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16th annual Nobel Peace Prize Forum focused on 'roots of change'

By Amy Gage
February 22, 2004

When St. Olaf College hosted the 16th annual Nobel Peace Prize Forum on Feb. 20 and 21, 2004, hundreds of people, both famous and ordinary, gathered to work together for worldwide peace.

Among the featured speakers at the two-day event, a collaboration among five colleges and the Norwegian Nobel Institute, were former U.S. President and 2002 Nobel Peace Prize Laureate Jimmy Carter, as well as Dr. Gro Harlem Brundtland, director-general emerita of the World Health Organization and former prime minister of Norway, and Dr. Eboo Patel, executive director of the Interfaith Youth Core in Chicago.

"President Carter's life exemplifies the theme of this year's conference, 'Striving for Peace: Roots of Change,'" said St. Olaf College President Christopher M. Thomforde. "He has shown that an individual can bring constructive change in the world through his work as a military officer, a public official and a private citizen."

Dr. Brundtland delivered the opening plenary address and Mr. Carter delivered the keynote address. Former Vice President Walter Mondale introduced him.

Dr. Patel will delivered the final "Call to Action." An organizer, teacher and artist, Patel runs an international interfaith organization that helps youth from different faith communities engage in social action projects.

Speakers also included three St. Olaf regents: Philip Brunelle, founder and artistic director of VocalEssence in the Twin Cities; Larry Rasmussen, the Reinhold Niebuhr Professor of Social Ethics at Union Theological Seminary; and Bob Hatch, board chairman of FINCA International, which seeks to raise loan capital for severely poor women in developing countries. The anti-poverty organization, whose full name is the Foundation for International Community Assistance, also presented a panel session.

The two-day forum featured a variety of workshops and discussion sessions for which students of the five sponsoring colleges in the Midwest -- Augsburg, Augustana, Concordia, Luther and St. Olaf colleges-- and the general public was also welcome. Held annually, the forum rotates among the five campuses of the sponsoring colleges, each of which has Norwegian roots and is affiliated with the Evangelical Lutheran Church in America.

About the Nobel Peace Prize Forum
Founded in 1989, the Nobel Peace Prize Forum is the Norwegian Nobel Institute's only such program or academic affiliation outside Norway. Norwegian immigrants founded each of the five sponsoring colleges, and their sponsorship recognizes Norway's international peace efforts and offers opportunities for Nobel Peace Prize laureates, diplomats, scholars, students and the general public to engage in dialogue on the dynamics of peacemaking and the underlying causes of conflict and war.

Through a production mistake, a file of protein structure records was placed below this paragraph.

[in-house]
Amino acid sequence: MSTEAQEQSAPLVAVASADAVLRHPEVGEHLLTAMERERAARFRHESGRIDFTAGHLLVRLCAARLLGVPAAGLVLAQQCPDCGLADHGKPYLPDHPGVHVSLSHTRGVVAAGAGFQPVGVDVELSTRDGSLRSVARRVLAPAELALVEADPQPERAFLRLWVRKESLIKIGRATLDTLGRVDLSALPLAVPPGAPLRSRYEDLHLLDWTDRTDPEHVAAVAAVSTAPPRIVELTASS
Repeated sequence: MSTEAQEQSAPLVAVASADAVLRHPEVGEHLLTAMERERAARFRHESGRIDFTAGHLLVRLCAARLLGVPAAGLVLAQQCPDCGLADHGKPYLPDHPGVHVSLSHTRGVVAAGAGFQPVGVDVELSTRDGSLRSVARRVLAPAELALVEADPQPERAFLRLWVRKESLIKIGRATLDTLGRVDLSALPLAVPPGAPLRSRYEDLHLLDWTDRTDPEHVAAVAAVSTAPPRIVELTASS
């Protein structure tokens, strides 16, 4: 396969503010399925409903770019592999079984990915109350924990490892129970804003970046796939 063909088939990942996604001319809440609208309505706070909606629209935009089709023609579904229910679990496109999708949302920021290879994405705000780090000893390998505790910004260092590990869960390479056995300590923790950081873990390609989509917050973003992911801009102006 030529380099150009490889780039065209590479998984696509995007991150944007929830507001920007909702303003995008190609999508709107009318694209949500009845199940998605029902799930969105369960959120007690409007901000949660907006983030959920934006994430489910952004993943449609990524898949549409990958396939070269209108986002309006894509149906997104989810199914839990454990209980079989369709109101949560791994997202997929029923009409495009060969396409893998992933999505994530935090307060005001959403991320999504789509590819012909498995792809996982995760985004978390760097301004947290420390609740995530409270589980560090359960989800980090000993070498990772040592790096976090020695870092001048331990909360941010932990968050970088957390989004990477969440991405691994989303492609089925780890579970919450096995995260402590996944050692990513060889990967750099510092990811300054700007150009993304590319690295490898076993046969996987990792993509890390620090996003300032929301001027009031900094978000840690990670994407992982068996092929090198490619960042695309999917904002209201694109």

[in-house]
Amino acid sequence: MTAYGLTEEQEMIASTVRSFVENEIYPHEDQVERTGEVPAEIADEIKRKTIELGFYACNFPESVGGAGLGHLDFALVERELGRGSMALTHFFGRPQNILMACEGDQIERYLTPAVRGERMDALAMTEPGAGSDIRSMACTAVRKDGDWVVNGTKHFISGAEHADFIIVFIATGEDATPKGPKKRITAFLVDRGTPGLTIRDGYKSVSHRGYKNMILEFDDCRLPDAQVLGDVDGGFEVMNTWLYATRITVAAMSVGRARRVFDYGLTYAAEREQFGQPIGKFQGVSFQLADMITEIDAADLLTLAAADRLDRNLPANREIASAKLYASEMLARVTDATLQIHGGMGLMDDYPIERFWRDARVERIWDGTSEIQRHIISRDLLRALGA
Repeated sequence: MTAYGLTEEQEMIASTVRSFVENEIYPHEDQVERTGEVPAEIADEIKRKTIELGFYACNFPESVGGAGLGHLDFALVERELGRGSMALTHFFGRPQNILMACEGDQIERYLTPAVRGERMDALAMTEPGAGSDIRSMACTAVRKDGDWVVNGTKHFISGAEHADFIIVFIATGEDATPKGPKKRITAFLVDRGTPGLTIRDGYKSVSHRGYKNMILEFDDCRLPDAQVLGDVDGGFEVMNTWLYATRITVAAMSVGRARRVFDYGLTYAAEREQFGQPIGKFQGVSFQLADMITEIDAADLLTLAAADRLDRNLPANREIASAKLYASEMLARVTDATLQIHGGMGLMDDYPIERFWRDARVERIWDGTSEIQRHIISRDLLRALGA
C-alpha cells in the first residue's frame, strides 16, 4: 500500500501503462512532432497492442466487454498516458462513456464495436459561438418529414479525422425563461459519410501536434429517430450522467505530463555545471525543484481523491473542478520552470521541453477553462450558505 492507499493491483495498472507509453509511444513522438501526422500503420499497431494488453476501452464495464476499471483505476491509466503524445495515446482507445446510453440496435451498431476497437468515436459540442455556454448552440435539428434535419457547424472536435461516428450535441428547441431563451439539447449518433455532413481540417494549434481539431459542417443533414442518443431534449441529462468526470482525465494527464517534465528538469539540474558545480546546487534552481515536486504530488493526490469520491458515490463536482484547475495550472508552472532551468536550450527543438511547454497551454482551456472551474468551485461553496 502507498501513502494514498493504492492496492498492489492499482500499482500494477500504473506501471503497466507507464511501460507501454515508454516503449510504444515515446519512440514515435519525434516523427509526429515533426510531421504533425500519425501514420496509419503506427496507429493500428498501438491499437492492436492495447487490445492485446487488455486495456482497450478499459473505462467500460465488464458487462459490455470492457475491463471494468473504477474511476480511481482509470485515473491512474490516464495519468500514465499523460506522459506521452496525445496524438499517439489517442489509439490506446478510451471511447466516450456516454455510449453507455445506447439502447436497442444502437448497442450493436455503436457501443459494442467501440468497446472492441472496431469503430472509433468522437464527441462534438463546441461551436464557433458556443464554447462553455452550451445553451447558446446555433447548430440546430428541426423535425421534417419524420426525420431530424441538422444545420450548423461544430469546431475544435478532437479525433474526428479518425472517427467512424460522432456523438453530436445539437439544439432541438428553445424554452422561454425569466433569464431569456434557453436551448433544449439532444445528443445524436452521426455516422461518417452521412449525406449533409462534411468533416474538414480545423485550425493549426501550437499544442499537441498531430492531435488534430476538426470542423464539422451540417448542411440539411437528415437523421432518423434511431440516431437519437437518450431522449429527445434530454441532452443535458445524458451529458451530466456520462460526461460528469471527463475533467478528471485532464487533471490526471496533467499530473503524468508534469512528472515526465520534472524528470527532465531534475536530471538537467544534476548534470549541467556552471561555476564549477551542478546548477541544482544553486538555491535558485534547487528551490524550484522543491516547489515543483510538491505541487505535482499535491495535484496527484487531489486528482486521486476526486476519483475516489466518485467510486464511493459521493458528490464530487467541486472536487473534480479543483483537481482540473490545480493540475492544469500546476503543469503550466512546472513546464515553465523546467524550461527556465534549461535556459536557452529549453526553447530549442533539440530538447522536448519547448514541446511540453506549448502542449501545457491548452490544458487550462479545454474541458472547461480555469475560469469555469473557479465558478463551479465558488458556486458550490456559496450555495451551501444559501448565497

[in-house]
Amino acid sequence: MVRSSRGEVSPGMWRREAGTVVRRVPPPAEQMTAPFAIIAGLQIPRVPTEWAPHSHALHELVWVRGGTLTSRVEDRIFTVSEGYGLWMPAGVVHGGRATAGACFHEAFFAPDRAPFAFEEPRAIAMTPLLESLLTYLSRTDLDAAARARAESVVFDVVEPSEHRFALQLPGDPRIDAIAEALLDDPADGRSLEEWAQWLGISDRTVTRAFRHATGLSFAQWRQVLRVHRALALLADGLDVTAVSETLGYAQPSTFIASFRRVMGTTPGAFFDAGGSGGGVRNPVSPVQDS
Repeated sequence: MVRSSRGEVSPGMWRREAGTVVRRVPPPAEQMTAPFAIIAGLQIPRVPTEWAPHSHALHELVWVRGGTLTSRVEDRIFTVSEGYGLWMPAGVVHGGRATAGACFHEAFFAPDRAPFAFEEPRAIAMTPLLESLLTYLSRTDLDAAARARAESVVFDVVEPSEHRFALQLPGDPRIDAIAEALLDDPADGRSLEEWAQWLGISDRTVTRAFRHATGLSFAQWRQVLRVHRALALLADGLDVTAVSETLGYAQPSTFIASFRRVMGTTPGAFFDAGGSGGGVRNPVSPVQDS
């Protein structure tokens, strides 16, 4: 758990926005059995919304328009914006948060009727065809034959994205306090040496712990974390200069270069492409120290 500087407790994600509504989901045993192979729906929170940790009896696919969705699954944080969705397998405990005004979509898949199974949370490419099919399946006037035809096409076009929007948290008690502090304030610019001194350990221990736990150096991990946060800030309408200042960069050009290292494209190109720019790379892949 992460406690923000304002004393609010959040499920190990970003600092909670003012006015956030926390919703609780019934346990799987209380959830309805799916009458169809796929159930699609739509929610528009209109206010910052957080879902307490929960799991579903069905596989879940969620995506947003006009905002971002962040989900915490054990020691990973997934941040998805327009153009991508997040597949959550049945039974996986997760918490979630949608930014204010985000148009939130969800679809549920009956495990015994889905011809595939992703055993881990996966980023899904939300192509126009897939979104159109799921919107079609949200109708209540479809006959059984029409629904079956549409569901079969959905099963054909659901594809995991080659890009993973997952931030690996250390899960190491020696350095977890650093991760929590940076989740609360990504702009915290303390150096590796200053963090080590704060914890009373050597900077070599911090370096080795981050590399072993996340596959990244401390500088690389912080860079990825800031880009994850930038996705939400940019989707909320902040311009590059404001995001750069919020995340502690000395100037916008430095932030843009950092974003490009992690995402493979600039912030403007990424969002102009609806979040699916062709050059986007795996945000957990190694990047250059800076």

Topics of past forums have included "Human Rights in the Global Village," "The United Nations in a New World," "From National to Common Security" and "The Morality and Machinery of Modern Conflict." Last year's theme, "Roots of Change," celebrated grassroots initiatives around the world and affirmed the power of everyday individuals to nourish the roots of peace.

Begun with annual support from Lutheran Brotherhood (now Thrivent Financial for Lutherans), the Nobel Peace Prize Forum's array of programs has involved more than 21,000 participants and reached a much broader audience through national and regional media coverage.

Each college puts its own stamp on the forum, which often finds expression in art and music. St. Olaf Professor Emeritus of Art Mac Gimse created a "Roots and Wings" sculpture for last year's forum that was presented to the plenary speakers. A poem that Gimse wrote for the occasion was read during his sculpture presentation to Mr. Carter. In addition, Hardanger fiddle player and St. Olaf Associate Professor of Music Andrea Een performed, as did the St. Olaf Gospel Choir, under the direction of composer and jazz pianist Keith McCutchen, and the world dance group Veselica.

Workshops, discussion sessions, seminars
Twelve peace-skills workshops were open only to students of the five sponsoring colleges, as well as to media representatives. The workshops were a new aspect of the annual forum, which last year also coincides with the Worldwide Service Fair and the Globalization and Social Responsibility conference, held annually at St. Olaf College.

"Among the many who are inspired by the annual Nobel Peace Prize Forum, students receive perhaps the greatest impact," says Susan Carlson, coordinator of the forum at St. Olaf. "Exposure to world leaders who work tirelessly for peace can be lifechanging as young people learn that peacemaking is both possible and honorable."

Students had the opportunity to choose from topics such as these:

? "Making Art, Making Peace," by visual artist Apo Torosyan;

? "Imagining a Culture of Peace," by Erik Cleven of the Centre for Conflict Management in Norway;

? "Making Peace With the Earth at the Local Level," by activists who work in Northfield for wind energy and sustainable agriculture; and

? "Peace Churches: Congregations Involved in Peace and Justice Work," with representatives from St. Joan of Arc Catholic Church in Minneapolis and Christ Lutheran Church in St. Paul.

Discussion sessions and seminars were open to anyone registered for the 16th annual forum. These included "Striving for Peace in the Global Workplace," "Rights of Indigenous Peoples," "Culturally Responsive Health Care," "Honoring Diversity in the Elementary Classroom," "Finding the Roots of Sexual Violence," "Peaceful Families, Peaceful Communities," "CEOs and Moral Intelligence: An Oxymoron?" and "America Through the Eyes of Islam."

Contact David Gonnerman at 507-786-3315 or